Thursday, December 22, 2011

Syncing Your Bookmarks with Xmarks

As teachers, we all have websites that we visit often such as Power Teacher, school websites, Google Docs, Facebook, etc. Rather than typing in the web address each time, we "bookmark" these sites on our computer. There are two types of bookmarks. There are those saved in the Bookmarks folder, and then there are others saved on the Bookmarks Toolbar. This toolbar is usually located right below the web address bar in your web browser. Click here to learn more about this toolbar in Firefox, including how to add websites.

At Oak Middle School, we recently began using a Google Spreadsheet for signing out laptop carts. This online document is frequently visited by teachers and is a good example of something that should be bookmarked so you don't need to scroll through all of Ann's OMS Expresses trying to find the link she gave us weeks ago!

My Firefox Bookmark Toolbar (click on it to see a larger image)

The one drawback to saving bookmarks on your computer is that most people these days do not use the same web browser (such as Firefox, Google Chrome, Internet Explorer, or Safari) on the same computer every day. Most of us use multiple computers and sometimes multiple web browsers, depending on which one is working better that day. This is where Xmarks comes to the rescue! Xmarks is a service that backs up and syncs your online bookmarks. Due to this service, you will never be without your bookmarks again.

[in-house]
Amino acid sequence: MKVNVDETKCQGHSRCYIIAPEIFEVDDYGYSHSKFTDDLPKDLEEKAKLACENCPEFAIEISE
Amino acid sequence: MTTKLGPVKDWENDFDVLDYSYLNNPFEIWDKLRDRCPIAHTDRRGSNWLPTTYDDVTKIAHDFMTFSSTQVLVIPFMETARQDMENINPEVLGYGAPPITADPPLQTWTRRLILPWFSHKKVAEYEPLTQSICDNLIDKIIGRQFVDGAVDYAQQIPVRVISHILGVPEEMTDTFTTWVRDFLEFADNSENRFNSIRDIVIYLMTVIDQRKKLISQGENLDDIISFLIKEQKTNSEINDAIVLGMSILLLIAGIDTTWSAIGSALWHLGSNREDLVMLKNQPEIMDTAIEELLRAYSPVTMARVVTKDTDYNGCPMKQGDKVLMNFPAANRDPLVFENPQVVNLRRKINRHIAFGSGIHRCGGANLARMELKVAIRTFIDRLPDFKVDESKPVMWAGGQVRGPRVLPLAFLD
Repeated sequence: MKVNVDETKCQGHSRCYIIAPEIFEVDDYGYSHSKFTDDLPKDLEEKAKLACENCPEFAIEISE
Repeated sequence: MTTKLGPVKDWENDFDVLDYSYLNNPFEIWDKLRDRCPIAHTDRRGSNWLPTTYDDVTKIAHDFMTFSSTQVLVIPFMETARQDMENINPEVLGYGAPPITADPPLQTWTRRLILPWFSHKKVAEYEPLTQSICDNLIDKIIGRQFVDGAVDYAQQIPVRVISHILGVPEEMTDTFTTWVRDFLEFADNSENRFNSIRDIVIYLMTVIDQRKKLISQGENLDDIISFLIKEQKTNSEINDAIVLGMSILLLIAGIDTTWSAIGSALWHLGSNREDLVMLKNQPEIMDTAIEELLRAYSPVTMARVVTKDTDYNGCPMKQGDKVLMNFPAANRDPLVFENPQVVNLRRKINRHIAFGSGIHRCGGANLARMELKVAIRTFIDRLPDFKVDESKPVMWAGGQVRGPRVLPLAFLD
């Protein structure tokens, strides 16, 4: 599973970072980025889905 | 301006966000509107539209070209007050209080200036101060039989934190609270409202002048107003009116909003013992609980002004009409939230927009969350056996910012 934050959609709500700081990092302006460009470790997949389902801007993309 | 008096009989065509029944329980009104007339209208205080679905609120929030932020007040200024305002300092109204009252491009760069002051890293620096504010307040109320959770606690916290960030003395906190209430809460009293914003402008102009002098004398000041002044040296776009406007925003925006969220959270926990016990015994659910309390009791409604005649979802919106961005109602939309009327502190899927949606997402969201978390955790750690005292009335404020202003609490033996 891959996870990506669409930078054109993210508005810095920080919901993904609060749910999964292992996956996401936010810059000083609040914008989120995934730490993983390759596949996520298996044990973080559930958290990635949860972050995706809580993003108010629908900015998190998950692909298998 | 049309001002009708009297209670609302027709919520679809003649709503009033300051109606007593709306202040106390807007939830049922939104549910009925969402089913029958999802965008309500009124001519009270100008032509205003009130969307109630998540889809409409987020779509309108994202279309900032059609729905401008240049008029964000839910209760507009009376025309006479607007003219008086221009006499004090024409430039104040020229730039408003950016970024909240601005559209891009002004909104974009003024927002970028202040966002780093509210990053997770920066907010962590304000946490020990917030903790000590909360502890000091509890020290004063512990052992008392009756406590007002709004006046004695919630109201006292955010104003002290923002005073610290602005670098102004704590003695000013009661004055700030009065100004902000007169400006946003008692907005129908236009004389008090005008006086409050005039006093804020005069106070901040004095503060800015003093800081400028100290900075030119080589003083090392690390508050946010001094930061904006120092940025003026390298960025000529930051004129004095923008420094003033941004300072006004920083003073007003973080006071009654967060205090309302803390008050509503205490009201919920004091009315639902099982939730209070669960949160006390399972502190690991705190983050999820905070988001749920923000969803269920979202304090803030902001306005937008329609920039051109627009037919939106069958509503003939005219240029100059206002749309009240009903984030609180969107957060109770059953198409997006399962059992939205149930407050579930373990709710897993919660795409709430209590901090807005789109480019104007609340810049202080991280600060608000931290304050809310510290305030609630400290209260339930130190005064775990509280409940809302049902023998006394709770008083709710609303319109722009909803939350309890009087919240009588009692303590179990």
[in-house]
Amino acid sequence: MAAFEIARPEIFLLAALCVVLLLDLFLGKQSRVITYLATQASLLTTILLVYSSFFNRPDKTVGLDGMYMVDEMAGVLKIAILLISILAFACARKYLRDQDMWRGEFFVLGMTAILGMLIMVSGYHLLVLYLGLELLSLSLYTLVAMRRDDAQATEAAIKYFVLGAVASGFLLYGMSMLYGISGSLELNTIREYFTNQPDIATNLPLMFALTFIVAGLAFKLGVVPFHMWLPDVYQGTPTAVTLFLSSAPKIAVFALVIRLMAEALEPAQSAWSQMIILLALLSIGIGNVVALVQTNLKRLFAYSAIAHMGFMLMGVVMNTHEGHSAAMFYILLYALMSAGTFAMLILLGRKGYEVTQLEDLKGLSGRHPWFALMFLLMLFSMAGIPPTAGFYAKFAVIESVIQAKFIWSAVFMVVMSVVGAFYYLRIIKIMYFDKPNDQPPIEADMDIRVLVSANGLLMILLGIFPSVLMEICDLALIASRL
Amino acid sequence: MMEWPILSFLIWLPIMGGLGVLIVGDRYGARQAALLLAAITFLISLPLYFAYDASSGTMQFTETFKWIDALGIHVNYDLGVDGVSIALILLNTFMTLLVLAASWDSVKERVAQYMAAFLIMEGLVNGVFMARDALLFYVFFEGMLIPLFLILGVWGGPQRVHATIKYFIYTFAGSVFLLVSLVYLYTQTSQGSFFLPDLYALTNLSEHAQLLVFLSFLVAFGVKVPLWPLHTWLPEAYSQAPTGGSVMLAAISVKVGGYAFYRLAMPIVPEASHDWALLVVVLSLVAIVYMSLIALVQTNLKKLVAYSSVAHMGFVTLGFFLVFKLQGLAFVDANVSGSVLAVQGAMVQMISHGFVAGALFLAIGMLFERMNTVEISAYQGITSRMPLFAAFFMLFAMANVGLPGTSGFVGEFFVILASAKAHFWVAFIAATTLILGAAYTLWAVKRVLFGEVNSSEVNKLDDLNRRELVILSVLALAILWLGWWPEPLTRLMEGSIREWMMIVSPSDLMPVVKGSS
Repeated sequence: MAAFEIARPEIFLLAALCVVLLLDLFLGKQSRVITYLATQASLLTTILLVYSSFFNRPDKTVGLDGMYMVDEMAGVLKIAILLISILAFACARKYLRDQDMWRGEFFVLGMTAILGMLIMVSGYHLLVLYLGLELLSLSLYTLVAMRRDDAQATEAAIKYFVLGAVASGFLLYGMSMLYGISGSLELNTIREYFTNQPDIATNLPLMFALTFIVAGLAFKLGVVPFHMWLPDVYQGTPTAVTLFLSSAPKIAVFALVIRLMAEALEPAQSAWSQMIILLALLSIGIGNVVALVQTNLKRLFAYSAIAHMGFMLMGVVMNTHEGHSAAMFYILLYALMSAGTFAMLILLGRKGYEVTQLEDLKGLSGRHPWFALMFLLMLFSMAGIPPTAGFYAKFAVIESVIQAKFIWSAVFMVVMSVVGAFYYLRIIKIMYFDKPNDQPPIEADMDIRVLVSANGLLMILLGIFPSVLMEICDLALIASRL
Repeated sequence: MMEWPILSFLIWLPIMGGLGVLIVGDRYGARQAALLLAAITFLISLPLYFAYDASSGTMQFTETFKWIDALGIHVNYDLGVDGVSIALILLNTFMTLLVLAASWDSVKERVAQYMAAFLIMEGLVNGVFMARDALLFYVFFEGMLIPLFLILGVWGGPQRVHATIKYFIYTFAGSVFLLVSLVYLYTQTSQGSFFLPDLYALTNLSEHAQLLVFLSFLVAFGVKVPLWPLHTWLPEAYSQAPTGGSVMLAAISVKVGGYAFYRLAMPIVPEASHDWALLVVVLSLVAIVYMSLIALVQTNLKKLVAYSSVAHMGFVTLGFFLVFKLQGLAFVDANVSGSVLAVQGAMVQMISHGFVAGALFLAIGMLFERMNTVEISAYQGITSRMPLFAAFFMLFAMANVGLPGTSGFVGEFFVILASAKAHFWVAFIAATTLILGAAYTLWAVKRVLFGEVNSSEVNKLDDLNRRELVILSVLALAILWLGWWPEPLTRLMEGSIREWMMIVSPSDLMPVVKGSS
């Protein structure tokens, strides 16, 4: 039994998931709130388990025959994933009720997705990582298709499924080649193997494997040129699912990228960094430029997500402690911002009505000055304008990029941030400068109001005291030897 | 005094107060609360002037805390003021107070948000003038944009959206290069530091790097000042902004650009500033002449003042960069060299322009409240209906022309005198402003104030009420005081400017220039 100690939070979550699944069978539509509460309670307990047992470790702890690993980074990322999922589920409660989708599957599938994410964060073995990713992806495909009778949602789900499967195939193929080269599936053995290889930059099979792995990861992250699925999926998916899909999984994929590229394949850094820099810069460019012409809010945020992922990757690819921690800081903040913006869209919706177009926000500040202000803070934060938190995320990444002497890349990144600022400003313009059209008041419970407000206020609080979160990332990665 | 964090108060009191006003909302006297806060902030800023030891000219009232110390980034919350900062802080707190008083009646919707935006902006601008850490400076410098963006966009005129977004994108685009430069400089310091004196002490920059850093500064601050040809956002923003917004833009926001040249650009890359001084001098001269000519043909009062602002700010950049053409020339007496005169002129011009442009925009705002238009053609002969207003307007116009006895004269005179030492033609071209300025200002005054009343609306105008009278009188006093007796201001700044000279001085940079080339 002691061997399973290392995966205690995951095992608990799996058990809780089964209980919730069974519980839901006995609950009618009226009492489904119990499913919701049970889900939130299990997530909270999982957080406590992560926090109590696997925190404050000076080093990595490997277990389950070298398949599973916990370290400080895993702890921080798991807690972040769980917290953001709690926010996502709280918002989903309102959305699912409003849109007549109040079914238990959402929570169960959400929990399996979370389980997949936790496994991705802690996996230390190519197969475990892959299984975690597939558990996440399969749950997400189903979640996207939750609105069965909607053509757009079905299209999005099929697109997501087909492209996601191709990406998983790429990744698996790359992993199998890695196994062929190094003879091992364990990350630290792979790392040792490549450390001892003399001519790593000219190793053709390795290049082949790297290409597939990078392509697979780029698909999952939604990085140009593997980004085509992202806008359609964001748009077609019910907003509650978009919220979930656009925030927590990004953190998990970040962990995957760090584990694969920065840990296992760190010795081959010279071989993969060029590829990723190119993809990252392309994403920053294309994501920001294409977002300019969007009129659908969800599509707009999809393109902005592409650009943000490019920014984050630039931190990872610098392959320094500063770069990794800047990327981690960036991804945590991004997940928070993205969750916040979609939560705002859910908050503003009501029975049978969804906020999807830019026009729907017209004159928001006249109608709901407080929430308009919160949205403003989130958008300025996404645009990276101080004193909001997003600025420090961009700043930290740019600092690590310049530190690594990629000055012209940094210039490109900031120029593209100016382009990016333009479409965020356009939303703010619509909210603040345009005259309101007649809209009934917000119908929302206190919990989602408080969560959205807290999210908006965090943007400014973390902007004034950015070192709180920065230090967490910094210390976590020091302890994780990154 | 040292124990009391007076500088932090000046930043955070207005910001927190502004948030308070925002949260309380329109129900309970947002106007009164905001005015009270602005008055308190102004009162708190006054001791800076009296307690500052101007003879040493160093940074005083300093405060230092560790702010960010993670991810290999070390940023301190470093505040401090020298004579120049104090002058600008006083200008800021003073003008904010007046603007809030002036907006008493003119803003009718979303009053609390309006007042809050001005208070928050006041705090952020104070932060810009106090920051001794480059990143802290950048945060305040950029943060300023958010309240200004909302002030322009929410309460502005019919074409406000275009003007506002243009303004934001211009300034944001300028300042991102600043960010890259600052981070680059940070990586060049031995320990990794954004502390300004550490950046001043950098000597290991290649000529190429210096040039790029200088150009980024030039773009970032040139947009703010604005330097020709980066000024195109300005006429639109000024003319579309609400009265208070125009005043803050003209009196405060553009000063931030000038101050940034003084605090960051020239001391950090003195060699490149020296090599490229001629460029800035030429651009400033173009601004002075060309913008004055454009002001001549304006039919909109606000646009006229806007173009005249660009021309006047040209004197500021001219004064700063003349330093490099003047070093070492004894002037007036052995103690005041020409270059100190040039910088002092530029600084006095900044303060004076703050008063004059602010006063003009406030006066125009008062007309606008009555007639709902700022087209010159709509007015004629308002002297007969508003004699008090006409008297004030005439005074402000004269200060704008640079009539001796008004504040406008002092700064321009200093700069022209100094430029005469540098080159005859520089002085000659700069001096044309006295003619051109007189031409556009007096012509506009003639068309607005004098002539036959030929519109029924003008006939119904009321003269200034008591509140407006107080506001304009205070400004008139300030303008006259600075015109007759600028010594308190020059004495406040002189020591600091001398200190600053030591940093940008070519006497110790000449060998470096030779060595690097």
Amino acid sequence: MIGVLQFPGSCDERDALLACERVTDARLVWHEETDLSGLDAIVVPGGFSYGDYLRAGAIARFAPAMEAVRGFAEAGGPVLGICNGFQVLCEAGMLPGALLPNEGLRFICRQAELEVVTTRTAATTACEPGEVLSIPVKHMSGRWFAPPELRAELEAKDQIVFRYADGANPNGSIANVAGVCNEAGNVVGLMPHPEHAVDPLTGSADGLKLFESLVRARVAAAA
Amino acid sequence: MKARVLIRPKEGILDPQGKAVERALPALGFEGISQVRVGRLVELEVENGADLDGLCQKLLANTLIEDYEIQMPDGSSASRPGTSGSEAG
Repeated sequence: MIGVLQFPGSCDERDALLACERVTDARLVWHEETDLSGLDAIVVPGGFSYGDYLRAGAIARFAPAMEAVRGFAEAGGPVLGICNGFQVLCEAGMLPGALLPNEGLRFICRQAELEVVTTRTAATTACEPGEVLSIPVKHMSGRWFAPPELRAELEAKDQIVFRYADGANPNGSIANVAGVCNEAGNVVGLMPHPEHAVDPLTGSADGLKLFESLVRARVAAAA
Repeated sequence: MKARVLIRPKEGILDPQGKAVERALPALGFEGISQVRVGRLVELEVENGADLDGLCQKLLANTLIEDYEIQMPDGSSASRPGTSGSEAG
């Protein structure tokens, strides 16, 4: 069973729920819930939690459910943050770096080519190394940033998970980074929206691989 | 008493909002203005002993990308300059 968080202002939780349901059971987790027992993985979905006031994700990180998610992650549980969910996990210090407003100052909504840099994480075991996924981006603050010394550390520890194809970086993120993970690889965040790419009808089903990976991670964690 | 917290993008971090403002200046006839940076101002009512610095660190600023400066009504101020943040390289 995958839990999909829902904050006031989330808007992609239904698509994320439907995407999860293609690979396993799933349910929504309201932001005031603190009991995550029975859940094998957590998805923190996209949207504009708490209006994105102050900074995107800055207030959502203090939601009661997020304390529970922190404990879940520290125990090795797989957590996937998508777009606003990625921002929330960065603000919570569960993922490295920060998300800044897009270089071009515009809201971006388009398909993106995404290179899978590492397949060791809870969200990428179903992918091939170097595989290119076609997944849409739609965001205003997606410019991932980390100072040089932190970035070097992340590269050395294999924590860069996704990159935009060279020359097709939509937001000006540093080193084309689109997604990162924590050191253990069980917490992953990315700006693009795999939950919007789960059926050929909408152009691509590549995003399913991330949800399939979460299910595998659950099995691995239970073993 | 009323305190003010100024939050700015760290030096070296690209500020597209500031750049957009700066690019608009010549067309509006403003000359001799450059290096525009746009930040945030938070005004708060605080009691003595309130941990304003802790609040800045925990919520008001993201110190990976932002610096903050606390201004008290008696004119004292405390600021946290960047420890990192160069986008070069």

How does it work?

Xmarks is an "add on" or "extension" for your web browsers. (Different browsers give it different names.) It is compatible with all browsers and all types of computers. Go to and click on "download". Choose the web browser that you use and click to install. This is being installed online in your web browser. It is NOT being installed on your hard drive.

It will prompt you to create a new account, and you will need to create a username and password. Once this is done, you can "sync" all of the bookmarks on your computer. Xmarks will back up these bookmarks on its servers so if your laptop dies tomorrow, you can at rest knowing your bookmarks are not gone.

The real advantage to using Xmarks comes when you use it on multiple browsers and/or computers. Repeat the same steps above to set up Xmarks on all of your web browsers on all of your computers. When you do this though, you will log in to the same account using the same username and password. It will sync with the other computer and your bookmarks will quickly become available.

When I had to get a new school laptop a few months ago, the very first thing I did was install Dropbox onto my computer. The second thing I did was install Xmarks on both Firefox and Google Chrome. I also have a PC in my classroom as well as at home...both have Xmarks set up. So now, when I bookmark a really cool science site that I see on my computer at home, I know I will be able to access it when I get to school.

If you would like to try Xmarks, but are not sure how to set it up on your computer, come see one of us. We will get  it up and running for you.